US Army Corps of Engineers
Jacksonville District

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  • Repairs impact operations at Ortona Lock

    The U.S. Army Corps of Engineers, Jacksonville District is advising boaters on the Okeechobee Waterway that they could encounter delays as they navigate through Ortona Lock due to repairs. The Corps has developed an alternate locking schedule that will be in effect during replacement of guide walls on either side of the lock. The schedule will be in effect when work obstructs the navigation channel or whenever divers are in the area. The repair work is expected to last through the rest of the summer.
  • Corps to increase flows from Lake Okeechobee

    The U.S. Army Corps of Engineers plans to increase flows from Lake Okeechobee starting Friday. The new target flow for the Caloosahatchee is 4,000 cubic feet per second (cfs) as measured at Moore Haven Lock & Dam (S-77) located on the southwest side of the lake. The new target flow for the St. Lucie is 1,800 cfs as measured at St. Lucie Lock & Dam (S-80) near Stuart.
  • No change to flows from Lake Okeechobee

    The U.S. Army Corps of Engineers Jacksonville District plans to maintain water discharges from Lake Okeechobee at current rates. The target flow for the Caloosahatchee Estuary remains unchanged at a seven-day average of 2,000 cubic feet per second (cfs) as measured at W.P. Franklin Lock & Dam (S-79) located near Fort Myers. The target flow for the St. Lucie Estuary is a seven-day average of 650 cfs as measured at St. Lucie Lock & Dam (S-80) near Stuart.
  • Corps announces another reduction in flows from Lake Okeechobee

    For the second time in two weeks, the U.S. Army Corps of Engineers Jacksonville District will reduce the amount of water flowing from Lake Okeechobee to the Caloosahatchee and St. Lucie Estuaries. The new target flow for the Caloosahatchee Estuary is a seven-day average of 2,000 cubic feet per second (cfs) as measured at W.P. Franklin Lock & Dam (S-79) located near Fort Myers. The new target flow for the St. Lucie Estuary is a seven-day average of 650 cfs as measured at St. Lucie Lock (S-80) near Stuart.
  • Corps to reduce flows from Lake Okeechobee

    The U.S. Army Corps of Engineers Jacksonville District will make an additional reduction in flows from Lake Okeechobee beginning this weekend. The new average target flow for the Caloosahatchee Estuary is 2,500 cubic feet per second (cfs) as measured at W.P. Franklin Lock & Dam (S-79) located near Fort Myers. The new average target flow for the St. Lucie Estuary is 950 cfs as measured at St. Lucie Lock (S-80) near Stuart.
  • Corps finalizes environmental assessment on sand sources for Miami-Dade beach renourishments

    The U.S. Army Corps of Engineers Jacksonville District has concluded that the proposed use of alternative sand sources throughout the remaining period of federal participation in the Dade County, Florida Beach Erosion Control and Hurricane Protection Project will cause no significant impacts to the environment.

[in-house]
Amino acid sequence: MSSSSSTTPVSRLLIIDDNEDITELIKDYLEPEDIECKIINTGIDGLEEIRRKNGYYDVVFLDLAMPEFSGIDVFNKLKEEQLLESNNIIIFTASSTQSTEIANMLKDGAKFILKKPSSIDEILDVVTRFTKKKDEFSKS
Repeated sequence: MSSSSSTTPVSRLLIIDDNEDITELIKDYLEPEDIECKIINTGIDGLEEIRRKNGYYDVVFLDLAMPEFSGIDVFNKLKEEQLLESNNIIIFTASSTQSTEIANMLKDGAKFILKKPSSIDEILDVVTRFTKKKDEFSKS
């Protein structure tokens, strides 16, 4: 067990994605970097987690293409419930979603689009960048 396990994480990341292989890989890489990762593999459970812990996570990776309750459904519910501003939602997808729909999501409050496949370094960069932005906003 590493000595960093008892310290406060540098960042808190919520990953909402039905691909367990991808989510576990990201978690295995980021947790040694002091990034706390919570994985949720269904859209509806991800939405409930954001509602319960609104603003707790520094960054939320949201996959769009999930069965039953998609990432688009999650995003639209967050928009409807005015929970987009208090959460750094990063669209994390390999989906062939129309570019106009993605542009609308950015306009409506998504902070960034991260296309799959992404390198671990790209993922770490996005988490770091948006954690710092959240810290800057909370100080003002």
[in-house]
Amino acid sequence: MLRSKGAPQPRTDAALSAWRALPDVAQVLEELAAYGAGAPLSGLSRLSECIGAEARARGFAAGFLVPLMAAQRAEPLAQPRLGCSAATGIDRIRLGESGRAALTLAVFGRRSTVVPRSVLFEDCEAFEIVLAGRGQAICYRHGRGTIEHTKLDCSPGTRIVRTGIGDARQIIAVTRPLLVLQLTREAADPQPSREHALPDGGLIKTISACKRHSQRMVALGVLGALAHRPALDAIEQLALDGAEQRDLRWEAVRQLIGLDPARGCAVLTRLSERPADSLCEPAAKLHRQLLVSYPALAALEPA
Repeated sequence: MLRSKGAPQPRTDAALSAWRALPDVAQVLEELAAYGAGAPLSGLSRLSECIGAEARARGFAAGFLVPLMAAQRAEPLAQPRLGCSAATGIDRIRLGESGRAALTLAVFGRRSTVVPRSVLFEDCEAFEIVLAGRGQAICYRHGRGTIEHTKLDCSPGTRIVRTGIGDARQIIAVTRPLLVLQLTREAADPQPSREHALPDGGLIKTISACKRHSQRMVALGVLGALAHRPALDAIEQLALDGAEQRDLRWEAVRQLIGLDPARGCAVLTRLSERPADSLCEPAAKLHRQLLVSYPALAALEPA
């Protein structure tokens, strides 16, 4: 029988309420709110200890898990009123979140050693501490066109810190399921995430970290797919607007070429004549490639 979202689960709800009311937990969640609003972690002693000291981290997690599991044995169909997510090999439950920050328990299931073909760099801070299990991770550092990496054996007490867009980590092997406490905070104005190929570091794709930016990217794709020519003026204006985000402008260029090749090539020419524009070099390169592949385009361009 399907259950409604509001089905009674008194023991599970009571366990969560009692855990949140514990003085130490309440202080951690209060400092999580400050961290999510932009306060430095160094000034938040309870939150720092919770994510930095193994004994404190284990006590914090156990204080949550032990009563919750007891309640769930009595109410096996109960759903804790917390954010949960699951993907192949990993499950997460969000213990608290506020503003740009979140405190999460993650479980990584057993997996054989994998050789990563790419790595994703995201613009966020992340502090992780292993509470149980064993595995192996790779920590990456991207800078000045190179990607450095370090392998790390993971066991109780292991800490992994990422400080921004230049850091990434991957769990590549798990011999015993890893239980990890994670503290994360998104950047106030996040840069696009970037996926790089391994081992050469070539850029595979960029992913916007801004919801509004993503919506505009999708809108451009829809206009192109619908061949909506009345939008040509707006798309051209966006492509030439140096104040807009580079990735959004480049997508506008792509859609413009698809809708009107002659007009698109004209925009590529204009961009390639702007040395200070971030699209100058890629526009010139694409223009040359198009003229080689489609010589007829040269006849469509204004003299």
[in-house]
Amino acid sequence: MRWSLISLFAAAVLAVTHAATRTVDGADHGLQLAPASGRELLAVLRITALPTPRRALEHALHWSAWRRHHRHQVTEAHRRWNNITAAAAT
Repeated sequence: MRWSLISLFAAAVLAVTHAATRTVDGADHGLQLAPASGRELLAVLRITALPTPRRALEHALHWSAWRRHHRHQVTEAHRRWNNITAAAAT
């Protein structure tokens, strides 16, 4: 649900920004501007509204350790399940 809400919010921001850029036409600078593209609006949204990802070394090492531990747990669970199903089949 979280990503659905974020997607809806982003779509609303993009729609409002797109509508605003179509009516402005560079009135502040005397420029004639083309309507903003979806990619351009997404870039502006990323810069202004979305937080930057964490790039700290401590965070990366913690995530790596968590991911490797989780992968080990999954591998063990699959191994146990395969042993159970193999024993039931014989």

• No change to flows from Lake Okeechobee

    The U.S. Army Corps of Engineers Jacksonville District has announced it will maintain water discharges from Lake Okeechobee at current rates.
  • Corps to reduce flows from Lake Okeechobee

    The U.S. Army Corps of Engineers Jacksonville District will reduce the amount of water flowing from Lake Okeechobee starting Friday (March 4). The new target flow for the Caloosahatchee Estuary is 4,000 cubic feet per second (cfs) as measured at Moore Haven Lock (S-77) located in the southwest part of the lake. The new target flow for the St. Lucie Estuary is 1,800 cfs as measured at St. Lucie Lock (S-80) near Stuart.
  • Corps approves request for increased Everglades’ flows

    The U.S. Army Corps of Engineers South Atlantic Division has approved a request from Florida Governor Rick Scott for deviation from its water control plan for a key Everglades reservoir located west of Miami. The deviation raises water levels in the L-29 canal, which runs along the north side of the Tamiami Trail (US Hwy 41) between Water Conservation Area 3 (WCA-3) and Everglades National Park. The WCA-3 water control plan limited those levels to elevation 7.5 feet (NGVD). The deviation raises the levels as high as elevation 8.5 feet, which would allow more water to flow from WCA-3 to Everglades National Park.
  • Corps to maximize flows from Lake Okeechobee

    The U.S. Army Corps of Engineers Jacksonville District will further increase flows from Lake Okeechobee this weekend in an effort to stem the rise in water level brought about by recent heavy precipitation. Starting Friday (Feb. 5), the Corps will remove specific target flows and release as much water as practical through Moore Haven Lock (S-77) located on the west side of the lake, and the Port Mayaca Lock (S-308) located on the east side of the lake.